California is generally seen as a place full of good food: after all, just about anything can be grown successfully somewhere in this huge state. However, excellent restaurants tend to congregate in specific areas like Los Angeles, San Francisco and Napa. In the past, Orange County has not been part of the fine-dining elite. But restaurants such as Pizzeria Ortica in Costa Mesa are doing their part to bring Orange County eating up to speed.
Though owned by the fairly famous chef David Myers, Pizzeria Ortica’s kitchens are run day-by-day by chef de cuisine Justin Miller. He drives once or twice a week to Rancho Sante Fe to visit Chino Farms, a sustainable, family-owned 50-acre plot of different fruits and vegetables. It’s a bit more of a drive from Costa Mesa than the more famous (and chef-friendly) Santa Monica Farmers’ Market would be, but it provides Miller’s favorite produce. “The products taste ten times better than the stuff from your local supermarket – it really opened my eyes the first time I had a Chino strawberry. Besides the taste, I also like knowing that I’m not feeding people chemicals on their vegetables. And everyone there is so friendly, and very passionate about food.”
Though Miller would like to shop exclusively at Chino Farms (and have items like baby broccolini on the menu throughout its whole season), demand is not yet meeting the higher prices of organic, artisanal produce. Instead, Ortica offers a special farm menu with a dozen or so dishes highlighting the fresh, local fruits and vegetables.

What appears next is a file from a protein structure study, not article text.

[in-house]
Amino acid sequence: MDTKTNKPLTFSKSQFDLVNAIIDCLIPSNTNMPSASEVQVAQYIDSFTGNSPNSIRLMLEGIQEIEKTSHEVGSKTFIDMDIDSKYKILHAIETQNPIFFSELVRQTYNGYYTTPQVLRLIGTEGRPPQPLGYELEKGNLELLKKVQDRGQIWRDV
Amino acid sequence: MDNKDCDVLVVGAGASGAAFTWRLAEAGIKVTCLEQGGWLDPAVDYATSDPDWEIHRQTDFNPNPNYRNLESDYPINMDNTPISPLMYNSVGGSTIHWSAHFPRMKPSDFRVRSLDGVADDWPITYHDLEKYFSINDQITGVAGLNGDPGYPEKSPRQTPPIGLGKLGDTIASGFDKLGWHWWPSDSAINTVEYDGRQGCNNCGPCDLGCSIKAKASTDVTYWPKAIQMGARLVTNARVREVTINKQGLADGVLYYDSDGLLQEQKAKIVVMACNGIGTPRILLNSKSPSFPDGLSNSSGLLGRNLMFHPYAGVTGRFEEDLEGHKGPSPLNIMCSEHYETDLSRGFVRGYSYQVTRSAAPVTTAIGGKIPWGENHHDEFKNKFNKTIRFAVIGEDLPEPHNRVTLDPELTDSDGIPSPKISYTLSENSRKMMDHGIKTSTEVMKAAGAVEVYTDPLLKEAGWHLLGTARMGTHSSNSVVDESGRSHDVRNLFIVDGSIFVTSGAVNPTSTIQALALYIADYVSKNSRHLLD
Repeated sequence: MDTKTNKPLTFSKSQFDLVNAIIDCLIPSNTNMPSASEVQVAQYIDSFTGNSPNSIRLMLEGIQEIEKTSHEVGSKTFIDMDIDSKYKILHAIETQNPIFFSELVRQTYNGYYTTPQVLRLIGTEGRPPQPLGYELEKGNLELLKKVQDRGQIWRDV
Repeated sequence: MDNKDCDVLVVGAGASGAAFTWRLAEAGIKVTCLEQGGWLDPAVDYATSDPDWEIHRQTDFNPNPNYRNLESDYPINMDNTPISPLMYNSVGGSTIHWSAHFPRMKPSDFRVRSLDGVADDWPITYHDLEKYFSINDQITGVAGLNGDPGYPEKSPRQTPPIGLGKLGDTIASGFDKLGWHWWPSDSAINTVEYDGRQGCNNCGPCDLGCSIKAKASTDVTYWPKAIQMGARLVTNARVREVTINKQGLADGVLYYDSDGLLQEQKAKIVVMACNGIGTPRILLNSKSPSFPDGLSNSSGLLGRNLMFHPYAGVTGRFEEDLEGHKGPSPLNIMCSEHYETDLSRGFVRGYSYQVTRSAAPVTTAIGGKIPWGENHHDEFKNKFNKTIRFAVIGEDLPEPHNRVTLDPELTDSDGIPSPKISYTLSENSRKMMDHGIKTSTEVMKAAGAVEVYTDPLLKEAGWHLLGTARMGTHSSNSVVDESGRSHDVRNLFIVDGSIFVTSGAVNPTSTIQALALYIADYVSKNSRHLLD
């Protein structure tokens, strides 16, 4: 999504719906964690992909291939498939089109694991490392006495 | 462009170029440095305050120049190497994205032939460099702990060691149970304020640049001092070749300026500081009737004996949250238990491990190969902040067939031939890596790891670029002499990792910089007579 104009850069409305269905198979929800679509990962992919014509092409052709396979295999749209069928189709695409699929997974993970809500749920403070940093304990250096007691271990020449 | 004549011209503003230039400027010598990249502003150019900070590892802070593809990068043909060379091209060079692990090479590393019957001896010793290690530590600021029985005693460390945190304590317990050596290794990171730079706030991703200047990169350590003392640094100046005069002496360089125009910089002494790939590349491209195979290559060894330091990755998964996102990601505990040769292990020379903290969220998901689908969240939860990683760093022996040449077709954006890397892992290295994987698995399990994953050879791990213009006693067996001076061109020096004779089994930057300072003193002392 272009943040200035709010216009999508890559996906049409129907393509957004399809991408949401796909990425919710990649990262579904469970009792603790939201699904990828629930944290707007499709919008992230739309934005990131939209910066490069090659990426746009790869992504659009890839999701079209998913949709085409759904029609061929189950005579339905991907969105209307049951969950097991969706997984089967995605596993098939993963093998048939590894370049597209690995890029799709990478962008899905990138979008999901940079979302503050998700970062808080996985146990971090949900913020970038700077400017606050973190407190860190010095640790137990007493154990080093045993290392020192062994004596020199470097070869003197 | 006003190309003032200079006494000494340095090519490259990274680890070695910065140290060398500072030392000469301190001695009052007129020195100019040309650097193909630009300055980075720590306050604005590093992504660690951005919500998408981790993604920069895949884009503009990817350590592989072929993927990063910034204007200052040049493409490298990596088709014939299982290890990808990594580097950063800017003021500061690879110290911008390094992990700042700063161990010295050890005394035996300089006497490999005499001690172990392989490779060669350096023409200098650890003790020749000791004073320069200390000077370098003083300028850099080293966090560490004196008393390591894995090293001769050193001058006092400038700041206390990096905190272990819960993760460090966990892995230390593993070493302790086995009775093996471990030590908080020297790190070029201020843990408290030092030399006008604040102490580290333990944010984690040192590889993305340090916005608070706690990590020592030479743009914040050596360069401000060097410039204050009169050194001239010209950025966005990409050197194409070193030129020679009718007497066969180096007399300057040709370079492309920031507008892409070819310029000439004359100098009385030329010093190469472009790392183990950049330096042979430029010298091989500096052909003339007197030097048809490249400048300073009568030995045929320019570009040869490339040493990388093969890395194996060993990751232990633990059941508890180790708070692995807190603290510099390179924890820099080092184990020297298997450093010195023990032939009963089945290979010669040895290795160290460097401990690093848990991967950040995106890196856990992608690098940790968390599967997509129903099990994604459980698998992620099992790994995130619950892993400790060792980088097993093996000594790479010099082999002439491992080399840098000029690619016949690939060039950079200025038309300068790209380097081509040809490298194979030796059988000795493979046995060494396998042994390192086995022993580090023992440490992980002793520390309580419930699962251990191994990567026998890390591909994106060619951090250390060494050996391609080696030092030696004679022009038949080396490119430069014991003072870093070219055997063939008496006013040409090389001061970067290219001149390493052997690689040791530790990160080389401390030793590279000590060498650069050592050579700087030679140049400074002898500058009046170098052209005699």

The house-cured bresaola (lean, dried beef), served with a mustard vinaigrette and Chino Farms vegetables like kohlrabi, cucumber pickles and various radishes, is a fun, crunch-filled starter. Even more enjoyable is the bread salad with heirloom tomatoes, cucumber and garnishes such as green onions and pea shoots in a simple dressing. It’s so light and so perfectly highlights the taste of in-season vegetables that one might take this shareable plate all for themselves.
Dishes that aren’t specifically on the farm menu also hit some high notes. The pappardelle with lamb, sheep ricotta and a dusting of mint is perfection. The pizza here is crispy and chewy, closest in style to a Neapolitan pizza but with more toppings than are usually offered on traditional Italian pizza: guanciale, ricotta, scallions and fennel pollen make a nice combination – though, strange as this sounds, some bites tasted not-unpleasantly of Cheetos (a sense memory from before our organic days, of course).
The chocolate budino (which is more or less the Italian word for pudding) is nearly heavenly, with a slightly bitter chocolate paired with custard. When Ortica has them, the budino comes topped with Chino Farms strawberries: perfect tiny candy bites. Surely no one would judge if you were to lick the jar it comes in: despite the elegant food, it’s a casual place where the servers are uniformed in khakis and brown Converse shoes. Enjoy accordingly.